At their June 14 meeting the District of Port Edward took Ridley Terminals to task over a massive coal-dust cloud on June 6 that obscured the clear sky and dirtied people’s patio furniture and decks.
“I had three residents call me and another 22 talked to me about it. It really concerns me…Ridley Terminals has a responsibility to control the dust on their site just as residents have the right to clean air and the enjoyment of their property. This has to stop,” said councillor Knut Bjorndal.
“We have brought this up over the years, this is not the first time…I have never seen the coal dust as bad as it is in these pictures,” added mayor Dave MacDonald.
Bjorndal also raised concerns about what the proposed expansion to Ridley Terminals will mean, noting that coal dust from the terminal seems to have increased when RTI went from handling two million tonnes per year to handling eight million tonnes and is now planning to create 24 million tonnes of capacity at the site.
In a response to calls from Port Edward, the company noted that air pollution is closely monitored by the operations department and that air pollution from winds and dry conditions are contained by a network of 19 flush type hydrants/spray monitors on 10 metre high pylons in each stock yard. The spray pile water is pumped to the monitors at 120 psi.
“We are sensitive to the concerns of the citizens of Port Edward. Once we heard the complaints we reviewed our policies and procedures…In that case it was a dry couple of days and the wind came up, which happens when we have a large stock at the site,” explained spokesperson Dennis Blake, adding that the expansion could do more to suppress future incidents.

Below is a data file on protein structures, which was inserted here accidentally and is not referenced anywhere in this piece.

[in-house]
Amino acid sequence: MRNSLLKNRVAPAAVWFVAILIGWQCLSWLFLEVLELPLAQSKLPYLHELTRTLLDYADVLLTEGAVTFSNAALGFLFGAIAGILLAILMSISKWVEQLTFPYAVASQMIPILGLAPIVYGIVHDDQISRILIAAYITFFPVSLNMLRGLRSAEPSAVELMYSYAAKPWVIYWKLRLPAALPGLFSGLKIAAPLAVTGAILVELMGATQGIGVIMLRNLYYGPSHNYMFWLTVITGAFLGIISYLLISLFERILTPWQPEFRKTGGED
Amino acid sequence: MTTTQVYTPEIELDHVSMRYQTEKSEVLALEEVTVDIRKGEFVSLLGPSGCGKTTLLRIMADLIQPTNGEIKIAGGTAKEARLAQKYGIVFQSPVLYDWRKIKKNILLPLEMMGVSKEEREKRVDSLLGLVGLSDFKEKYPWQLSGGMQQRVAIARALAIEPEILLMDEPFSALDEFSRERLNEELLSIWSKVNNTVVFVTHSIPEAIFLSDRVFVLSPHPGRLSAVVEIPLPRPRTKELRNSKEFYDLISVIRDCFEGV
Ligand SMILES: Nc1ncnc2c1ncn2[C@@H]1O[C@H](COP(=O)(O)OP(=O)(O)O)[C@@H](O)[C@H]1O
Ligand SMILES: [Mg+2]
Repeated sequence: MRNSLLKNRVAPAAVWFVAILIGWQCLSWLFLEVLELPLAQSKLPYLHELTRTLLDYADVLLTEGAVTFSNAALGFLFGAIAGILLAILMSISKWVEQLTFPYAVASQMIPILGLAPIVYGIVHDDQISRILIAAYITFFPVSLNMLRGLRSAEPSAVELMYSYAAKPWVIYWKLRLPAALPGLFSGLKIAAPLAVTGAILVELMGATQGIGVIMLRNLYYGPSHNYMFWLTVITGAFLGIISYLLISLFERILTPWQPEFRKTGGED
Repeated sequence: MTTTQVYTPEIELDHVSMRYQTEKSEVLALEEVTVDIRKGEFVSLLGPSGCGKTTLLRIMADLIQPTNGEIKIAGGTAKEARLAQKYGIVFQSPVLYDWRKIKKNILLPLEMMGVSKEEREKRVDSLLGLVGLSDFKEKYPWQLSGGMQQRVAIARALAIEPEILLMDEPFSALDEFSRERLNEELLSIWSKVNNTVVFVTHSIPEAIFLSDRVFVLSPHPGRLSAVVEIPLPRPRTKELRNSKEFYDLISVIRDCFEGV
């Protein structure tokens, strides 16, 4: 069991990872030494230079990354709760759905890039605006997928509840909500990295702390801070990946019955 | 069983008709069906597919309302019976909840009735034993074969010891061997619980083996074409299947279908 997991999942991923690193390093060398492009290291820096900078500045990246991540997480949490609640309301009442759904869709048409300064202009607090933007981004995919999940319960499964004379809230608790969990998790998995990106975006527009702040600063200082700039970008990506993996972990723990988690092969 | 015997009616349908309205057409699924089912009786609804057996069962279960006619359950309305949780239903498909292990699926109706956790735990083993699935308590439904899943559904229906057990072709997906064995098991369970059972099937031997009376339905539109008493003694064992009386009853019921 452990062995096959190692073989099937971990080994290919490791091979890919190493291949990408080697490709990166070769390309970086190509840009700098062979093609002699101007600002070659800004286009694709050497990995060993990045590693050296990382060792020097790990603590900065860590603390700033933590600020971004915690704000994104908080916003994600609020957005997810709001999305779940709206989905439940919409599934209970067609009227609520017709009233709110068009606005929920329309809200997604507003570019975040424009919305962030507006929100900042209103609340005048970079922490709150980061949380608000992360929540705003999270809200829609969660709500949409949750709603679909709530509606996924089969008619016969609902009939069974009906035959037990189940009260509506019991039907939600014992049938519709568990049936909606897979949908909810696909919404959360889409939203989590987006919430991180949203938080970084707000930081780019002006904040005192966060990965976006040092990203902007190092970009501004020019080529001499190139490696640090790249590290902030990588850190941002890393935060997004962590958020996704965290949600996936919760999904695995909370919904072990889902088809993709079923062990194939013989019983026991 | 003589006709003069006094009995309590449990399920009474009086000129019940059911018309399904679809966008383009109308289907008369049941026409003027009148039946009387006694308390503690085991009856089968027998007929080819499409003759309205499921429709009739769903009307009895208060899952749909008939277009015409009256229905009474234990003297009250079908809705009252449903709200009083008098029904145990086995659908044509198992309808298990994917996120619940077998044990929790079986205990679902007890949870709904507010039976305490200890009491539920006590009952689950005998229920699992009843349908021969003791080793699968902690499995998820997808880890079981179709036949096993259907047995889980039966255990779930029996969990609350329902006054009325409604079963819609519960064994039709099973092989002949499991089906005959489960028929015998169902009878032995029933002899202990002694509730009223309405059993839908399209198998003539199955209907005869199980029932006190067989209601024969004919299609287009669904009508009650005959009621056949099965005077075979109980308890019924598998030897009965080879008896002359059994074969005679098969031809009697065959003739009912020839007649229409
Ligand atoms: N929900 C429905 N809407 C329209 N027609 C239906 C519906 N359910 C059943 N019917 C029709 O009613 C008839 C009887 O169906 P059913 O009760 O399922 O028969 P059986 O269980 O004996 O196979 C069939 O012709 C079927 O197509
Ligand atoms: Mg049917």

“Part of the building process is looking at new technology, so not just looking at what we have done in the past but working with new technology…We do want to be a good corporate citizen and are sensitive to the concerns of Port Edward.”
However, councillors questioned why the company isn’t being more proactive in their approach to controlling potential dust clouds.
“Obviously this is a real issue and I’d like to know what the water monitor does and when it activates…If we’re just making a phone call and they turn the water on the coal, then why isn’t it on before this becomes a problem? I imagine it costs extra money to run that all day, but there should be a better system,” said councillor Murray Kristoff.
“It’s not that they’re not doing what they should do, it’s that they should be doing it all the time and not just when we complain about it,” added MacDonald.
In the end council decided to write RTI a letter and request they attend the July 12 meeting to discuss their process and plans for mitigation as the volume of coal being shipped through Prince Rupert continues to grow.
“As a council we have a responsibility to get answers for the community, not just for individual residents who complain…If this were a Fortune 500 company there would be some people who wouldn’t be there anymore,” said Bjorndal.
“If we don’t get answers from our meeting with RTI, the next step is to go to the Ministry of Environment to get them to look into this,” added Kristoff.